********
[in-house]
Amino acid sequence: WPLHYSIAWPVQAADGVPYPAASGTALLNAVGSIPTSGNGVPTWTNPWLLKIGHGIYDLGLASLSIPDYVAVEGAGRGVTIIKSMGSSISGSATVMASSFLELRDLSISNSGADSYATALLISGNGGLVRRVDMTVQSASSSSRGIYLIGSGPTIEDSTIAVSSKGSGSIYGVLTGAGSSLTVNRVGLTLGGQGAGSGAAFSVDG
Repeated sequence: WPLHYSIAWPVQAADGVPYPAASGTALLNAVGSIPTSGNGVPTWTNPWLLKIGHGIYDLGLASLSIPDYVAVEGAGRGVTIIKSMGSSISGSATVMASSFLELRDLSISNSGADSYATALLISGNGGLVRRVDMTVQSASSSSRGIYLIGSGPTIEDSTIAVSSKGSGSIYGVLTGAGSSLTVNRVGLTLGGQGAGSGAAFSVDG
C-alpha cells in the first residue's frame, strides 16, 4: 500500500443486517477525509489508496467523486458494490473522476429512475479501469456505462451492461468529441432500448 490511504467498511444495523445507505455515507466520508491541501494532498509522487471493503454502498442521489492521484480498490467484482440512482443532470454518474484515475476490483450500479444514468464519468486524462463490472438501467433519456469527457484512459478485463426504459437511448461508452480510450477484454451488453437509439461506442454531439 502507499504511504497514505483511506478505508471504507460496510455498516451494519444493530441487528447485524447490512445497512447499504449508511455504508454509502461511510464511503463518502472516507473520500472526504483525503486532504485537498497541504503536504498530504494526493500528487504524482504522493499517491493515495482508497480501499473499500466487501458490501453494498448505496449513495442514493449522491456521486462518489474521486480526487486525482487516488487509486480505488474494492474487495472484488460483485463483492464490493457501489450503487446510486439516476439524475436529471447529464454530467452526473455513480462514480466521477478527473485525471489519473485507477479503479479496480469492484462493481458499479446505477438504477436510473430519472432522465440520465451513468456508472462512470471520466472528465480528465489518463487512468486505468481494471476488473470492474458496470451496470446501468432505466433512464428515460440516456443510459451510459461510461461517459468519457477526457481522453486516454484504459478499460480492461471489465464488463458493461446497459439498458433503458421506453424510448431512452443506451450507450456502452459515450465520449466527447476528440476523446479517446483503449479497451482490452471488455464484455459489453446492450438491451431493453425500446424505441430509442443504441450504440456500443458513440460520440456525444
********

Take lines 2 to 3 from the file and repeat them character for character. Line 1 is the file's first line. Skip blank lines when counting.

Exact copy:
Amino acid sequence: WPLHYSIAWPVQAADGVPYPAASGTALLNAVGSIPTSGNGVPTWTNPWLLKIGHGIYDLGLASLSIPDYVAVEGAGRGVTIIKSMGSSISGSATVMASSFLELRDLSISNSGADSYATALLISGNGGLVRRVDMTVQSASSSSRGIYLIGSGPTIEDSTIAVSSKGSGSIYGVLTGAGSSLTVNRVGLTLGGQGAGSGAAFSVDG
Repeated sequence: WPLHYSIAWPVQAADGVPYPAASGTALLNAVGSIPTSGNGVPTWTNPWLLKIGHGIYDLGLASLSIPDYVAVEGAGRGVTIIKSMGSSISGSATVMASSFLELRDLSISNSGADSYATALLISGNGGLVRRVDMTVQSASSSSRGIYLIGSGPTIEDSTIAVSSKGSGSIYGVLTGAGSSLTVNRVGLTLGGQGAGSGAAFSVDG